There are better ways of dealing with the property rather than undermining what I believe to be the integrity of the taxable base. First of all, if the income of the person occupying the desirable property is of a given level, he will be able to claim from the state. If the income of a person is above the state benefit level, then it is up to the employer to ensure that his employee should pay any additional council tax by virtue of the fact that he occupies that property because it is essential for him to do so for his job. That is the answer that the Government ought to give. I hope that that is the answer that the Government are going to give. If they do I shall find pleasure in, for once, supporting them.

Lord Monk Bretton

I feel that there is every justification for particularly the amendment of my noble friend Lord Stanley. This is really the position that always existed. I cannot believe that it was wrong that in the old days the tied cottage was given certain reliefs under the old rating laws. That situation should be preserved, and it is well justified. The properties that I am talking about are in fact worth less because they are tied to land than they would be if they were not tied to land.

If we are to be able to look after land and to continue agriculture there is need for a certain amount of this kind of accommodation. It will not be possible to look after the land without this type of accommodation. I hope I make that point clear. But the question to which I and my noble friend want an answer is, what is the lister going to do under the valuation proposals in this Bill?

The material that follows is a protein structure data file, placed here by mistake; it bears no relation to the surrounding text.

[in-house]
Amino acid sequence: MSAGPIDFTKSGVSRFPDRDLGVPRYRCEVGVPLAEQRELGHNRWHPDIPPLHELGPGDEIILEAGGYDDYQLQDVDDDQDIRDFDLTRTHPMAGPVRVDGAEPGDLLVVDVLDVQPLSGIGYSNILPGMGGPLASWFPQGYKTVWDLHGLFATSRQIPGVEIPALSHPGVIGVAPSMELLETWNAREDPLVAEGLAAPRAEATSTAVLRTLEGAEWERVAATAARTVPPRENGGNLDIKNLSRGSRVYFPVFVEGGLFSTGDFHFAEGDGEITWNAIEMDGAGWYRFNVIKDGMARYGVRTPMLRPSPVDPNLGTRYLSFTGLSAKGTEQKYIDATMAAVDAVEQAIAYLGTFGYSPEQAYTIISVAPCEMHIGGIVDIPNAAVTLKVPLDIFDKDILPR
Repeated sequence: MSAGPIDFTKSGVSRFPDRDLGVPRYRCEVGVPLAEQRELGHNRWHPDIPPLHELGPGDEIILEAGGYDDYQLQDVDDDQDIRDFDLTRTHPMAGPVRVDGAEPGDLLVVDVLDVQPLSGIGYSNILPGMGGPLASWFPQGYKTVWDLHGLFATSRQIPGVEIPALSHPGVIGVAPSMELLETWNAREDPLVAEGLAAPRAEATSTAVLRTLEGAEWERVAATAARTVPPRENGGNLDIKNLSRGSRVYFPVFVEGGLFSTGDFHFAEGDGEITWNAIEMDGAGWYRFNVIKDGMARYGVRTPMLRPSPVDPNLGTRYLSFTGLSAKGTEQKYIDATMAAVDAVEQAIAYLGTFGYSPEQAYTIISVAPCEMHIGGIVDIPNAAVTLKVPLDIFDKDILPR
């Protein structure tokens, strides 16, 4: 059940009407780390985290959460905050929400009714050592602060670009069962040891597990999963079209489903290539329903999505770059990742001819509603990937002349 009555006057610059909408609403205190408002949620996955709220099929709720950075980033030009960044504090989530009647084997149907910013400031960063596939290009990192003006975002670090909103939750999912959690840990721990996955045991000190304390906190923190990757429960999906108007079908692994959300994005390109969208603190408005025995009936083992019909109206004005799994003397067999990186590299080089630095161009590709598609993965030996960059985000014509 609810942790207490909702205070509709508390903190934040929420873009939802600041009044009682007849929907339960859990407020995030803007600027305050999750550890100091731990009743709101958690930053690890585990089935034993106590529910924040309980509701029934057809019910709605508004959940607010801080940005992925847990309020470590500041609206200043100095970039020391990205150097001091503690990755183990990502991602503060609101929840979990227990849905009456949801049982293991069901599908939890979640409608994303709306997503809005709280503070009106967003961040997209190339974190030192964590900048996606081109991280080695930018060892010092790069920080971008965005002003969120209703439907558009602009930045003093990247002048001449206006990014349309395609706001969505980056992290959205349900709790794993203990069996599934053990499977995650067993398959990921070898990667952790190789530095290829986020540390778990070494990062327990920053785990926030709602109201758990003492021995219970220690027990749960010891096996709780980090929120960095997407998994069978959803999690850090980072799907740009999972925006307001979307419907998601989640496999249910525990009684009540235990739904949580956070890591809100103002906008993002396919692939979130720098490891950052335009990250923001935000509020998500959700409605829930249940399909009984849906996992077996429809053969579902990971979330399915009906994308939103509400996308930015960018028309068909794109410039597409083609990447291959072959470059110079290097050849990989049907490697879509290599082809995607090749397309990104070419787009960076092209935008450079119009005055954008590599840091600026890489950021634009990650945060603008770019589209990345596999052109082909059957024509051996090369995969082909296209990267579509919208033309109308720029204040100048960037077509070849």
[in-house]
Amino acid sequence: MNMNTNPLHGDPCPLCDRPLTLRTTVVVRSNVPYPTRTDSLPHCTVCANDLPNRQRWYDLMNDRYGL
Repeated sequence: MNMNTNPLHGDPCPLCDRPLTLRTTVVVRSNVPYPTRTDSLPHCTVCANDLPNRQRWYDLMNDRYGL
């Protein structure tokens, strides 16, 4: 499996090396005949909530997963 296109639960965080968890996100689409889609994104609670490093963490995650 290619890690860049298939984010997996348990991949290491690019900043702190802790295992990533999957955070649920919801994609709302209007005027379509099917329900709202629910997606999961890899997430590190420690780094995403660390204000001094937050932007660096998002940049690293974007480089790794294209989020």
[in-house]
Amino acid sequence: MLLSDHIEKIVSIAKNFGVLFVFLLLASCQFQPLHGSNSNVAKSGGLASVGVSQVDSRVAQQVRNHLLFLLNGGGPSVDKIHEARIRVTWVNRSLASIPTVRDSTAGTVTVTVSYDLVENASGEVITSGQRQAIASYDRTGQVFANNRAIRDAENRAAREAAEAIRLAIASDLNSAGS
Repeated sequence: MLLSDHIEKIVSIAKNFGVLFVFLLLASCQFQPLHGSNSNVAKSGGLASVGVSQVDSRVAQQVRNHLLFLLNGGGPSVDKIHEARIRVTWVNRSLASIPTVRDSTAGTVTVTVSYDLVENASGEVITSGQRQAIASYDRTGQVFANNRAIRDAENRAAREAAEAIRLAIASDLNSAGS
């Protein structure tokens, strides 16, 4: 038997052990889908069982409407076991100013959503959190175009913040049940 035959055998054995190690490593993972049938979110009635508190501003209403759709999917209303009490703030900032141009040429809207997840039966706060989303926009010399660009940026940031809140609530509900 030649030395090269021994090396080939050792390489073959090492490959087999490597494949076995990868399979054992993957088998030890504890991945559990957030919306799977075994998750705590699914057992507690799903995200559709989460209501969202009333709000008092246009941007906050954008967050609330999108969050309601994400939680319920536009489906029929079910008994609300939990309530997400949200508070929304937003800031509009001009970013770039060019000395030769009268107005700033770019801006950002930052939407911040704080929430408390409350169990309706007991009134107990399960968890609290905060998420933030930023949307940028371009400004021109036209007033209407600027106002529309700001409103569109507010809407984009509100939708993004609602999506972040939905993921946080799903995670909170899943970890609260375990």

7.15 p.m.

Lord Strathclyde

This has been one of the most interesting debates so far on this Bill. No doubt it is a prelude to many more that we will have on this subject. I am grateful to the noble Baroness, Lady Hamwee, for raising it, and to my noble friends Lord Mountgarret and Lord Stanley of Alderley. I fully understand the difficulties that my noble friends have with the current state of agriculture. As an agriculture Minister I know the problems that that industry is going through at the moment, but I am not at all convinced that creating another special case for agriculture is the way to deal with that problem.

My noble friend Lord Mountgarret talked about the principle involved, and that is what we must discuss now. I was slightly confused by the speech of the noble Lord, Lord McIntosh. I was not sure whether he was for or against the principle of allowing people in certain occupations to have reductions in the council tax.

Lord McIntosh of Haringey

I am sorry that I did not make myself clear. I agree with my noble friend Lord Stoddart that the integrity of the tax base has to be preserved. If there are special needs that are reflected in the value of the house, then that fact should be reflected in the valuation. If they are in an individual's income then they should be reflected in rebates. But there should not be special treatment for any one group.

Lord Strathclyde

I am grateful for that clarification. One thing that noble Lords opposite have failed to understand is that one of the reasons why tied cottages have been so important in recent years is that the socialist legislation governing the Rent Acts has meant that people had to have tied cottages, otherwise employees would have security of tenure often for many generations, and that has been one of the difficulties in housing in the rural areas. Amendments Nos. 53 and 75 propose that such homes should be registered with the local authorities.